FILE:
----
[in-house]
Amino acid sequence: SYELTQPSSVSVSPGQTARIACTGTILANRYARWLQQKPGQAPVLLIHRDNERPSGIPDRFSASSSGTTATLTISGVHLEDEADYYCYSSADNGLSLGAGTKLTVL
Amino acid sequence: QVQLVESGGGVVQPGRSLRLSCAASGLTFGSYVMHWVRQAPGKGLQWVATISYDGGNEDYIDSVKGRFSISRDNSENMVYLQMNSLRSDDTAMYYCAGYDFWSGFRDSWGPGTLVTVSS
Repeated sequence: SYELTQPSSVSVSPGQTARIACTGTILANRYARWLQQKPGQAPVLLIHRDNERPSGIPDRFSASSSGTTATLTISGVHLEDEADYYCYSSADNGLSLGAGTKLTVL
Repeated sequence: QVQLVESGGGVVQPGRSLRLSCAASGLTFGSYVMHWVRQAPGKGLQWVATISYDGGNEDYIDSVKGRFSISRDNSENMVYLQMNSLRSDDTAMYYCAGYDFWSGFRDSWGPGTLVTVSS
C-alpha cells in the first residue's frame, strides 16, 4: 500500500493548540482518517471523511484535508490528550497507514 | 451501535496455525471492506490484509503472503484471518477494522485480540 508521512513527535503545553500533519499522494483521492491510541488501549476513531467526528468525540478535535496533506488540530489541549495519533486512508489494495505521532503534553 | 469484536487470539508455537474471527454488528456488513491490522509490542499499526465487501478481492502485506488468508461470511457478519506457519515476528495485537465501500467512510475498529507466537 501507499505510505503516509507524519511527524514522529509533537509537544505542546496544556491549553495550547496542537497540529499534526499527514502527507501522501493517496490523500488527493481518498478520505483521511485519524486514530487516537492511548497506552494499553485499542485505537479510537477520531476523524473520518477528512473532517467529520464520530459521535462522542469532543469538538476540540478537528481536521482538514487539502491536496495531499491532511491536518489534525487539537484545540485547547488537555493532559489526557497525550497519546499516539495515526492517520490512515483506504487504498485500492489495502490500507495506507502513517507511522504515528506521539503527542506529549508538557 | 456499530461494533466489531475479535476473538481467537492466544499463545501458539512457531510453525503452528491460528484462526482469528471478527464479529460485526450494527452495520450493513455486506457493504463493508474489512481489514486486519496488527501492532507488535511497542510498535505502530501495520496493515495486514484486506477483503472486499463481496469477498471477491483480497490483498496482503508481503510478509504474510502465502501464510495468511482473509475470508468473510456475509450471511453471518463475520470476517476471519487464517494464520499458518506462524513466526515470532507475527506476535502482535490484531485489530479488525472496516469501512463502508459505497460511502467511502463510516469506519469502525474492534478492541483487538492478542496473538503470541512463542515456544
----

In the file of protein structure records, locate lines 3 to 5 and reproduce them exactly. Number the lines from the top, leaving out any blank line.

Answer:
Amino acid sequence: QVQLVESGGGVVQPGRSLRLSCAASGLTFGSYVMHWVRQAPGKGLQWVATISYDGGNEDYIDSVKGRFSISRDNSENMVYLQMNSLRSDDTAMYYCAGYDFWSGFRDSWGPGTLVTVSS
Repeated sequence: SYELTQPSSVSVSPGQTARIACTGTILANRYARWLQQKPGQAPVLLIHRDNERPSGIPDRFSASSSGTTATLTISGVHLEDEADYYCYSSADNGLSLGAGTKLTVL
Repeated sequence: QVQLVESGGGVVQPGRSLRLSCAASGLTFGSYVMHWVRQAPGKGLQWVATISYDGGNEDYIDSVKGRFSISRDNSENMVYLQMNSLRSDDTAMYYCAGYDFWSGFRDSWGPGTLVTVSS